I then went about locating numerous details on the canvas that would be interesting and informative to the viewer. I was keen to pick things out that would not be contained on the gallery labels, thus ensuring no duplication and offering an enhanced visitor experience.
After obtaining high-resolution images of the two paintings I was able to upload these to our Content Management System (amgeuddfacms), to allow them to be served from our website server. It was at this point that a strange technical inconsistency occurred....
Viewing 3800?pixel wide image on a standard Firefox browser on my desktop screen rendered the image sharp and clear. However, serving the exact same image into the iPad3 web browser rendered a fuzzy pixelated image. Given that the same image was being served to both screens it seemed that the different web browsers were handling the image in a different way.
A little bit of research on the internet revealed the possible problem: The default web browser on an iPad (Safari), runs WebKit which only seems to serve images up to a maximum size (somewhere around 1024 pixels wide). The iPad browser seemed to be downsampling the original 3800 wide image to 1024 wide, before then upscaling this 1024 wide image back up to 3800, causing the image to render at almost 400% it's downsampled 1024 pixel size.
The problem was how to get around this. After some researching on the internet for similar problems, it seemed that there was no conclusive solution. This was mainly due to the logical assumption that it’s bad practice to serve huge images to a website (especially on a mobile device such as an iPad, where web content was readily downloaded via mobile networks), so the advice was always to use small images. Of course we wanted very large images, so this didn’t help!
One solution that Chris Owen, our Web Manager came up with was to serve two halves of the image separately and automatically stitch them back together again after they loaded on the web page - thus the page would load two smaller images. Technically this gave a good result, but cutting the image in half was not enough. We therefore generated a script that sliced the image into 500 by 500 pixels (totaling 64 separate images), and stitched them all back together again once they were loaded into the browser.
The outcome was a high-resolution image (made up of smaller individual images) that renders sharply even when zoomed right in. This gets around the issue of the Safari web browser on an iPad automatically scaling down large images.
Research suggests that this may be a first in application development of this sort, especially one developed wholly in HTML5.
Gesture enhanced interactive
Once this high resolution was served up onto the new iPad3, in high resolution quality, it became clear that it would make more sense to make this a ‘gesture enhanced’ (pinch to zoom) interactive in addition to interpreting predetermined parts of the painting.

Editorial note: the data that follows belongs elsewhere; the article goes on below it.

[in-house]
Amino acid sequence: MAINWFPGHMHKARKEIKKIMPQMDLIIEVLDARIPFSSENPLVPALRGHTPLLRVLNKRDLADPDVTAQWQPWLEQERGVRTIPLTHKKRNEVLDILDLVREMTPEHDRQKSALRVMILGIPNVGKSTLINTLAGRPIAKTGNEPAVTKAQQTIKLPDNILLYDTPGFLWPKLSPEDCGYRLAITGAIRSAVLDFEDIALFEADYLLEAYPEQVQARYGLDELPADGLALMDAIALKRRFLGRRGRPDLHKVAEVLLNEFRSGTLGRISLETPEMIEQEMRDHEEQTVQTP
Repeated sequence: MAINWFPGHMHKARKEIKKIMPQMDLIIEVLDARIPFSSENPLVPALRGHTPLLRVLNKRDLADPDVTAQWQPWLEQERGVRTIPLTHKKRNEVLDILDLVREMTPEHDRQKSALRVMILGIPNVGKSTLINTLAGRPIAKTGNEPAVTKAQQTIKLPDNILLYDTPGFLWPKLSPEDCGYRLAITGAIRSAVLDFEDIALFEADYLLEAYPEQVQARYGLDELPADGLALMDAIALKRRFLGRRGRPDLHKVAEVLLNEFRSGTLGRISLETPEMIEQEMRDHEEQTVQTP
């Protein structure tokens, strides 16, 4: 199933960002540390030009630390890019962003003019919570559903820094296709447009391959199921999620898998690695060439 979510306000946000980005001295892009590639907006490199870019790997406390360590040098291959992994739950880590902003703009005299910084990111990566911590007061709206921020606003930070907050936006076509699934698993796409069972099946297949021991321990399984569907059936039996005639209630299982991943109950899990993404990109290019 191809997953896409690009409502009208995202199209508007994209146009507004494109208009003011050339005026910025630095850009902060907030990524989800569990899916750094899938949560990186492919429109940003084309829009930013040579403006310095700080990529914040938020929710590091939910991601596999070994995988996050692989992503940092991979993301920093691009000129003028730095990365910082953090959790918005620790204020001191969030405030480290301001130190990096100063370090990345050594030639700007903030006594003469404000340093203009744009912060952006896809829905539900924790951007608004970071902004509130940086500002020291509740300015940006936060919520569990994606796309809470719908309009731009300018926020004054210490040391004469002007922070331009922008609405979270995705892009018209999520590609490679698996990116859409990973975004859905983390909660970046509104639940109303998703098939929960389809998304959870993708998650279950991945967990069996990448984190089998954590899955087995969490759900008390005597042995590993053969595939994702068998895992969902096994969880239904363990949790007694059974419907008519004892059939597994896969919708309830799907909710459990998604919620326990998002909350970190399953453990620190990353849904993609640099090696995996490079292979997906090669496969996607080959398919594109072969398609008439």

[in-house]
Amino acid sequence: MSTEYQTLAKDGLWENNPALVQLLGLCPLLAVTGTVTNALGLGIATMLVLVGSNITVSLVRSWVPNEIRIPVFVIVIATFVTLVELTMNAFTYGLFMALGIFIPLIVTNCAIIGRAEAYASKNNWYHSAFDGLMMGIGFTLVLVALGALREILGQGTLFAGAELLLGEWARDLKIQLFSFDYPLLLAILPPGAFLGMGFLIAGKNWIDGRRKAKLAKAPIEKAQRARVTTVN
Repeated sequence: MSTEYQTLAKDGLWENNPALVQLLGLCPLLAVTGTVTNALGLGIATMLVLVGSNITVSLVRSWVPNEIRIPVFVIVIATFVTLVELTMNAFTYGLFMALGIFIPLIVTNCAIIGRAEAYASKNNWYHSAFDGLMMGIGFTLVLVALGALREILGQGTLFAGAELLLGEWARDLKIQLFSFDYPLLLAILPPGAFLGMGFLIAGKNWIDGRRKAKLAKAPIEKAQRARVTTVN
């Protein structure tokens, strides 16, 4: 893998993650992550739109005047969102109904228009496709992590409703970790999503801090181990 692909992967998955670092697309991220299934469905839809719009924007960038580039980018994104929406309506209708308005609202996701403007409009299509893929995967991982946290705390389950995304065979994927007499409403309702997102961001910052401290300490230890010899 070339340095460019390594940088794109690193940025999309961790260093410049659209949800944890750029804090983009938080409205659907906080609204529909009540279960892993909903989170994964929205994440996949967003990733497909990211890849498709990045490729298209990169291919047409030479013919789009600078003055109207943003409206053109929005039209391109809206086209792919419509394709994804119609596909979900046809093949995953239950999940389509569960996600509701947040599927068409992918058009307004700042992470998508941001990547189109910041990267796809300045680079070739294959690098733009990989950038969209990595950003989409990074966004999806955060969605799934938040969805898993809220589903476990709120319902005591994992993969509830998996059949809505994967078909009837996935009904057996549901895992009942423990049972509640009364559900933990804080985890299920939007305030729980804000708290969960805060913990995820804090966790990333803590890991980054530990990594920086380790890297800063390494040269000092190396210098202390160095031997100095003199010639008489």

This means that the user can now fully explore the entire image, zooming right into any part of the image, whilst being able to read interpretive labels embedded within the image.
The next problem to solve was the one of colour accuracy. Due to the original paintings being very dark, most images that we had to play with were lightened in order to see the detail. This lightening caused the colours to be untrue to the original, something that would be noticeable once screen and canvas were next to each other in the gallery.
A quick phone call to our photography department affirmed that they had high-resolution master TIFF files available that were ‘colour correct’, i.e. the colours in the digital capture were exactly as they were in the painting.
These colour correct images turned out to be strikingly different to the ones that we had previously been playing with, the increased sharpness causing even more detail to become apparent, even figures appeared that weren’t noticeable on the previous images.
The application will be installed alongside the paintings of Margam House in the Art in Wales 1500-1700 gallery at National Museum Cardiff in October 2012.
Bringing it all together: Art in Wales 1550-1700
A parallel development to this in-gallery interactive is a website interactive exploring a major portrait of the builder of Margam House – Sir Thomas Mansel with his wife, Jayne (hung alongside the Margam paintings in Art in Wales 1550-1700 gallery). Again, certain parts of the painting can be explored in high resolution through interpretive labels embedded in the image. This further compliments an existing interactive, exploring another major portrait in the gallery – Katheryn of Berain, the Mother of Wales.
It is hoped to extend this program to include all the items in the gallery, thus forming a holistic digital interpretation of Art in Wales from 1550-1700, available both within the gallery and through the website.